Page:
Thursday, October 2, 2008

Humans & Creeks, Living Together in the City

I have described my decades-long relationship to Coyote Creek in a prior post.

Coyote Creek is one of San Jose's most valuable assets, serving as:

  • A vital riparian corridor for fish, furry and feathered creatures

  • The sediment transfer mechanism through the watershed

  • A drainage system for conveying storm water runoff from paved surfaces and buildings

  • A walking and bikeway system of creek-side trails, allowing the members of this community the enjoyment of the natural, right in the midst of this thriving urban hardscape we call Silicon Valley.

For a short and inspirational video about local creeks, click here.

San Jose is now really growing UP, with ever denser housing in the urban core and even in the burbs, along the light rail lines and elsewhere, sometimes under the moniker of Affordable Housing.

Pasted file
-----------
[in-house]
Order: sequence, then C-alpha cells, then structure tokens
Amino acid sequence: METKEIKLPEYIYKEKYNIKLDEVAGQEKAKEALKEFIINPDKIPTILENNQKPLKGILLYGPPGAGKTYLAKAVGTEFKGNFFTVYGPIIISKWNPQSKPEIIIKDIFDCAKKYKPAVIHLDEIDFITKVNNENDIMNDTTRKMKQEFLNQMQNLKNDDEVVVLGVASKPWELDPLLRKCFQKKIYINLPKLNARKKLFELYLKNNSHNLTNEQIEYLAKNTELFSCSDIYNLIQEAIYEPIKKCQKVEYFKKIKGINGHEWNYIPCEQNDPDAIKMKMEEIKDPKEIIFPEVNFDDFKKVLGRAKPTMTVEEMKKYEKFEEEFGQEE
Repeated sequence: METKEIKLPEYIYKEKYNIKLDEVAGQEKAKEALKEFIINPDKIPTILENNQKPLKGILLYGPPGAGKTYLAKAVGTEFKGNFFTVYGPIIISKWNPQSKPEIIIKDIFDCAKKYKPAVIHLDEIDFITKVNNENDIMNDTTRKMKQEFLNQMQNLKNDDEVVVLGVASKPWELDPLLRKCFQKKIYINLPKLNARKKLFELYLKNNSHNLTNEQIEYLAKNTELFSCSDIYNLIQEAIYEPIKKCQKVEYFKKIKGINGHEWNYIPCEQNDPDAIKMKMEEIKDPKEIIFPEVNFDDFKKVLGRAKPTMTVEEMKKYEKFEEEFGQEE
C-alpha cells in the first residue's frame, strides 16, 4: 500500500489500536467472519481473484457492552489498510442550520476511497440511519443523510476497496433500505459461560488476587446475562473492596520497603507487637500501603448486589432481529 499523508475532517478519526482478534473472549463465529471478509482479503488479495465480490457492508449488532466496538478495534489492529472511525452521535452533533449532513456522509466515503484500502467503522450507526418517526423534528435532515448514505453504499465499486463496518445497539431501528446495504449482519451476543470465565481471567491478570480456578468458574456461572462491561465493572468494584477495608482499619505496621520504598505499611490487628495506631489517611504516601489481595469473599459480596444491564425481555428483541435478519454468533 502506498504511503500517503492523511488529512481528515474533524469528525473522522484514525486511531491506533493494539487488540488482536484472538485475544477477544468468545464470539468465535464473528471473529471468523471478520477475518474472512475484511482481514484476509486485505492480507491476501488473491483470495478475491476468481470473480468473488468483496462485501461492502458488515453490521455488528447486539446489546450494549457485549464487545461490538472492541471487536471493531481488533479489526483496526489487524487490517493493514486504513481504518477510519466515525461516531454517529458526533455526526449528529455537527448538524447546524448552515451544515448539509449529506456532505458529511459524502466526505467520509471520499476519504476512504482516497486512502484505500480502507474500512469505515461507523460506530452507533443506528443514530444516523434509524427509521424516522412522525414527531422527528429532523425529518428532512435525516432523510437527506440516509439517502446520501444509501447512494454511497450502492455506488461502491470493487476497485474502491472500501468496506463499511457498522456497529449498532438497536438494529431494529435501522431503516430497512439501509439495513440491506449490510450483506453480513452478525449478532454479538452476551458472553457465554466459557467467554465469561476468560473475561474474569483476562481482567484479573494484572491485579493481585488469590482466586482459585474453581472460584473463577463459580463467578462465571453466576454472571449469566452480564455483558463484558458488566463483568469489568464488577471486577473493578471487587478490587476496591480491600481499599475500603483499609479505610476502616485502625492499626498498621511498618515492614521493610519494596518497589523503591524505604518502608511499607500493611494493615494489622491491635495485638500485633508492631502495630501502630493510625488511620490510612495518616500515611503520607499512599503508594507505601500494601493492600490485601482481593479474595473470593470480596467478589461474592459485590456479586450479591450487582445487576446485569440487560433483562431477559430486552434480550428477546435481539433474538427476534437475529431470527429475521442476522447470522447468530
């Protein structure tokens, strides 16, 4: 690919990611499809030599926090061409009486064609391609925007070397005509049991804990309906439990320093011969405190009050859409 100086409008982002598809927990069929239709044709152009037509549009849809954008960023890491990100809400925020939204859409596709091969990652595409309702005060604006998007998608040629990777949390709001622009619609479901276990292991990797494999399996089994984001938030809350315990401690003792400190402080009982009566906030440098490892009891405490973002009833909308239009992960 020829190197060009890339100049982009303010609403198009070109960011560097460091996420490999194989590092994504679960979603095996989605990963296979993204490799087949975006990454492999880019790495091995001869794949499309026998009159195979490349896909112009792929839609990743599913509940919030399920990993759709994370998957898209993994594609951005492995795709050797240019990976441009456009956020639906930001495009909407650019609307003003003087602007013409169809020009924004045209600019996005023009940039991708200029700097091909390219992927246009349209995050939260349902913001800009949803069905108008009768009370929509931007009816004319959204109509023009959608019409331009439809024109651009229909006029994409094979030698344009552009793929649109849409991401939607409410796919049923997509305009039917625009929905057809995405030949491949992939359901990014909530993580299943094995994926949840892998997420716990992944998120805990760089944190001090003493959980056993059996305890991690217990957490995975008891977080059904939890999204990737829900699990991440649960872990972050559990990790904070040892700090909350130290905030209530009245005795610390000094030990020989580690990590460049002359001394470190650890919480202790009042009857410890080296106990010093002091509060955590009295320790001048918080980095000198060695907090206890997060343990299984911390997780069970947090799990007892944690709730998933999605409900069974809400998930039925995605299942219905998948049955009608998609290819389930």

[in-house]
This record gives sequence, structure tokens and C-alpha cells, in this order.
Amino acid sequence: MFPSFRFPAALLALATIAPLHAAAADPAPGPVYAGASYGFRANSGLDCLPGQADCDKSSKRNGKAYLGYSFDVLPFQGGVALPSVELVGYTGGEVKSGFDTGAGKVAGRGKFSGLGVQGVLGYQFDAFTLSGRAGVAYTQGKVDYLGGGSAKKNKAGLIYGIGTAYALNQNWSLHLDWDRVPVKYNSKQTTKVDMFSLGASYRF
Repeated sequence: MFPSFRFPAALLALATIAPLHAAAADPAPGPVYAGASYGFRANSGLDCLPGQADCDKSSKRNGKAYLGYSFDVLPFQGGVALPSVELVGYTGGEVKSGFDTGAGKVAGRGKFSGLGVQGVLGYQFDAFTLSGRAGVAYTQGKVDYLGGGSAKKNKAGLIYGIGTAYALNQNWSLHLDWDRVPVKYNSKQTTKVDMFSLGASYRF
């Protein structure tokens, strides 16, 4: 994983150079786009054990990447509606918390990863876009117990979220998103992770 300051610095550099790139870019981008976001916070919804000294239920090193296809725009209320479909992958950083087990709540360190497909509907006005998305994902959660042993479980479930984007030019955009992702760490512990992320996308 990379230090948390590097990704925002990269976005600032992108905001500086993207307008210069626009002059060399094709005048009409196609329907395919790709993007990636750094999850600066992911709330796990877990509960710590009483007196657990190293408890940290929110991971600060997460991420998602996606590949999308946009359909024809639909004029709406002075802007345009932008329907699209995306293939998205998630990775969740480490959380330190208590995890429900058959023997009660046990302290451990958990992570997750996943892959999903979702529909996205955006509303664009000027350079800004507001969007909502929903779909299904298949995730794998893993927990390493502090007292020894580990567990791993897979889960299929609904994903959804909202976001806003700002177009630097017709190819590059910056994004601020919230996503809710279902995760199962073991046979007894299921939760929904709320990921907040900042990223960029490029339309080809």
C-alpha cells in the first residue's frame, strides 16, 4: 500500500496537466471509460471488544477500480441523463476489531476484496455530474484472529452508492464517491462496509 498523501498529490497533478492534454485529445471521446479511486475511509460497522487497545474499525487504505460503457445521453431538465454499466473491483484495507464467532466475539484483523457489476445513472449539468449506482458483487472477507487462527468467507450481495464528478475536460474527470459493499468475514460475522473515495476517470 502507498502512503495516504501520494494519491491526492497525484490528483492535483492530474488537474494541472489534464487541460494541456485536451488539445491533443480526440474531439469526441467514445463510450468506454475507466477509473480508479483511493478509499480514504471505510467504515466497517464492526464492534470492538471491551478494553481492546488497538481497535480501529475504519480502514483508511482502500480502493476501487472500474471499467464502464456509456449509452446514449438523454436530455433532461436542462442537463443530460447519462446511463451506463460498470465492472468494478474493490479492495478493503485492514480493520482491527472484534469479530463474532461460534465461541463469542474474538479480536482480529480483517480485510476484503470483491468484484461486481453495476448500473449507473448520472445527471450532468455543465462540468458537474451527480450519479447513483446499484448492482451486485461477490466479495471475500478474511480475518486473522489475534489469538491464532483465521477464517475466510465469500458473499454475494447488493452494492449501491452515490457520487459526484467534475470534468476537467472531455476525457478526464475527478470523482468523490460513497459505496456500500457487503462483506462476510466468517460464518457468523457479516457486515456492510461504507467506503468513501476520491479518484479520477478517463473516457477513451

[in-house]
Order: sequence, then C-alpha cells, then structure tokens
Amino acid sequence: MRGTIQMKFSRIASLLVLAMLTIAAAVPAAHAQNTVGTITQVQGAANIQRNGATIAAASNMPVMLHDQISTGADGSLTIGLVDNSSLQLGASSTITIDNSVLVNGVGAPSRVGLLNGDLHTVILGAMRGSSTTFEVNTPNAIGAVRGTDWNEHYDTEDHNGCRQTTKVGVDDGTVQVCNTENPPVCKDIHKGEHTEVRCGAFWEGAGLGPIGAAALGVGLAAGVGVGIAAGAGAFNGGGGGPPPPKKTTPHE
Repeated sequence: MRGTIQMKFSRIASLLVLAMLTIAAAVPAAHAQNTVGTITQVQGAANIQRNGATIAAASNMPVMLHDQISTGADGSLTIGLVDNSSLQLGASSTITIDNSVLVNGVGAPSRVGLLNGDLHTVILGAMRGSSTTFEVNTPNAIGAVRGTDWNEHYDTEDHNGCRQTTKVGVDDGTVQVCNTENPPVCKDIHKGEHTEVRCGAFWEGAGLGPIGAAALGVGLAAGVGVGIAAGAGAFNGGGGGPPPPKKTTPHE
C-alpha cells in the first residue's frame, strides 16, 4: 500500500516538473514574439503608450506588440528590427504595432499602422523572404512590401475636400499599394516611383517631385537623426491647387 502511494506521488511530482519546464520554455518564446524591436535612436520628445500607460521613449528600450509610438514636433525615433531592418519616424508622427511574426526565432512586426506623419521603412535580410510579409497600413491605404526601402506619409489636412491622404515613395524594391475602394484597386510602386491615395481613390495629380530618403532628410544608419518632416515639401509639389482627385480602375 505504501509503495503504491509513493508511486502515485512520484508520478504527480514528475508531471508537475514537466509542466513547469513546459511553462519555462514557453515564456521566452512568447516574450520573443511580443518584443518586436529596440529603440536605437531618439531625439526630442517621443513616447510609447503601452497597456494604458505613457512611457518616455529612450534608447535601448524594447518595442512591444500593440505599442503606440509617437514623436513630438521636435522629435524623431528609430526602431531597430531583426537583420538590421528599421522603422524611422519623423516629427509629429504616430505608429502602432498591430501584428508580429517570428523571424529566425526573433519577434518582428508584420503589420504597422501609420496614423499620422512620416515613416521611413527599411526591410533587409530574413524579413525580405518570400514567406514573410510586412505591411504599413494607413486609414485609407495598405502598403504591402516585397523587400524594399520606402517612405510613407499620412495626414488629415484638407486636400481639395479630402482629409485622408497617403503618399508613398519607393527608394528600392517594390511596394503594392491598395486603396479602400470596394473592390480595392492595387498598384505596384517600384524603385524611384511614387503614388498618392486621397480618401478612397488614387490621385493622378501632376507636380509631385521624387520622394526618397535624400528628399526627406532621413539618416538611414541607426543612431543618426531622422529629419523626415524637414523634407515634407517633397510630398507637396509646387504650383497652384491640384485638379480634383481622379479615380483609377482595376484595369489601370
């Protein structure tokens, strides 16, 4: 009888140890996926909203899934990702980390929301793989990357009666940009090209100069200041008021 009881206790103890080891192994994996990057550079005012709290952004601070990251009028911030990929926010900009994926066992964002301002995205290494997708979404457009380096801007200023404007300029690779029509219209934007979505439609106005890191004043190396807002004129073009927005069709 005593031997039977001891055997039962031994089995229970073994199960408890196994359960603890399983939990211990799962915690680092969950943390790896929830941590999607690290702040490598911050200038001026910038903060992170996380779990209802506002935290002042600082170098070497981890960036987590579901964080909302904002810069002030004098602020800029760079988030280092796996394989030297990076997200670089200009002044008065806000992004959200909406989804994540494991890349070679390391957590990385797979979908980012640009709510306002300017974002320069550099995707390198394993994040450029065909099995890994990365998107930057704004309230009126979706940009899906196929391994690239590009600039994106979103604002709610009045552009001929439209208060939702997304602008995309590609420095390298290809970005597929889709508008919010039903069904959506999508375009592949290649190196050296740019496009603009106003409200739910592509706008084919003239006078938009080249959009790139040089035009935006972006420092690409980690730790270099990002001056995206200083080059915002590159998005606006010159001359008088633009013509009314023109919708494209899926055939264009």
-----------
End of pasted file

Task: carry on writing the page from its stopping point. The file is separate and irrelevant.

The added stress that accompanies a denser human environment needs a way for all of us to release some of that stress through some contact with nature. Trips to Yosemite are wonderful, but costly in time, fuel and sometime peak use impacts, that greatly reduce the intended benefit of the trip.

Our creeks are right here. Some of the trails are already in place. More will be welcomed as the public input from local residents, students and workers in the urban core make their desires known.

If you want more access to local creeks, restored to their full spectrum of uses listed above, you may want to join and become active in the Santa Clara County Creeks Coalition or a more local group like Friends of Coyote Creek

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